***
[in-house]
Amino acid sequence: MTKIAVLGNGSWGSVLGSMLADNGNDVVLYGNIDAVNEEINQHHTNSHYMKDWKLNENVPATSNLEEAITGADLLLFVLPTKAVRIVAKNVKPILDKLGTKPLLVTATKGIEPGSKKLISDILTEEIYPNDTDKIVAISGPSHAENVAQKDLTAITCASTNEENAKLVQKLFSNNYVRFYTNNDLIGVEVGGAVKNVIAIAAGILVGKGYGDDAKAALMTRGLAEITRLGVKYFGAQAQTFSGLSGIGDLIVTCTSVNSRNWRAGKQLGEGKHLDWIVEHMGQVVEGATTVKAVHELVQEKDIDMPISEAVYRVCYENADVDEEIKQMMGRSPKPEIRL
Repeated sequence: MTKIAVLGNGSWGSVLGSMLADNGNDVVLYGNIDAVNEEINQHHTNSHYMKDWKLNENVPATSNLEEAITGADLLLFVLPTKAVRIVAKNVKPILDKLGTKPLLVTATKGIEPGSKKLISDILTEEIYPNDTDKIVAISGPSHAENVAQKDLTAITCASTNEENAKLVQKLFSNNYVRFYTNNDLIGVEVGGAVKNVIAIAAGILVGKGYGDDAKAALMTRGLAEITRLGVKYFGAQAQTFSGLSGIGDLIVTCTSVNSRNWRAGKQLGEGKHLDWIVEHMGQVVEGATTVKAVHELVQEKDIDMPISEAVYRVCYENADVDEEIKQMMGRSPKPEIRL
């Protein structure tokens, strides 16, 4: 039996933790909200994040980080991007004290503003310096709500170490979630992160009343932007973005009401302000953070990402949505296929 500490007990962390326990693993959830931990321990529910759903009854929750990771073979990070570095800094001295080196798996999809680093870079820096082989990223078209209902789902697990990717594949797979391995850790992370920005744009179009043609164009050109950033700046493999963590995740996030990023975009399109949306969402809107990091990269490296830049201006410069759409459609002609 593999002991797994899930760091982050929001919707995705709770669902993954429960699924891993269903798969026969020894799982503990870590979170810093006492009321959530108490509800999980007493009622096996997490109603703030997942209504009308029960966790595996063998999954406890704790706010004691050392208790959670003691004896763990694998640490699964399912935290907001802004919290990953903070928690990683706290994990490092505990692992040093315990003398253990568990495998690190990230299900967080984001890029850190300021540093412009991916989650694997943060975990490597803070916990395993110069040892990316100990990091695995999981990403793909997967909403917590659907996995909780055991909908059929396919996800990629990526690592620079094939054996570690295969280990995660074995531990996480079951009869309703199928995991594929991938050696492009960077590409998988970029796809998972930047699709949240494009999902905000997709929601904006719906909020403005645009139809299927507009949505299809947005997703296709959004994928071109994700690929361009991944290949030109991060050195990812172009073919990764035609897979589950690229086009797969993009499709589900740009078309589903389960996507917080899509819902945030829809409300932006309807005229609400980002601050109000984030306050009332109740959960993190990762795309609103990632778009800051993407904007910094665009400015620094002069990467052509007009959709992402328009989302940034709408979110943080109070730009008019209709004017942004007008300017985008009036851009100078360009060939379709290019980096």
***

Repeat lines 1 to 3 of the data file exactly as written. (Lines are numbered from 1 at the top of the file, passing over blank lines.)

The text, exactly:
[in-house]
Amino acid sequence: MTKIAVLGNGSWGSVLGSMLADNGNDVVLYGNIDAVNEEINQHHTNSHYMKDWKLNENVPATSNLEEAITGADLLLFVLPTKAVRIVAKNVKPILDKLGTKPLLVTATKGIEPGSKKLISDILTEEIYPNDTDKIVAISGPSHAENVAQKDLTAITCASTNEENAKLVQKLFSNNYVRFYTNNDLIGVEVGGAVKNVIAIAAGILVGKGYGDDAKAALMTRGLAEITRLGVKYFGAQAQTFSGLSGIGDLIVTCTSVNSRNWRAGKQLGEGKHLDWIVEHMGQVVEGATTVKAVHELVQEKDIDMPISEAVYRVCYENADVDEEIKQMMGRSPKPEIRL
Repeated sequence: MTKIAVLGNGSWGSVLGSMLADNGNDVVLYGNIDAVNEEINQHHTNSHYMKDWKLNENVPATSNLEEAITGADLLLFVLPTKAVRIVAKNVKPILDKLGTKPLLVTATKGIEPGSKKLISDILTEEIYPNDTDKIVAISGPSHAENVAQKDLTAITCASTNEENAKLVQKLFSNNYVRFYTNNDLIGVEVGGAVKNVIAIAAGILVGKGYGDDAKAALMTRGLAEITRLGVKYFGAQAQTFSGLSGIGDLIVTCTSVNSRNWRAGKQLGEGKHLDWIVEHMGQVVEGATTVKAVHELVQEKDIDMPISEAVYRVCYENADVDEEIKQMMGRSPKPEIRL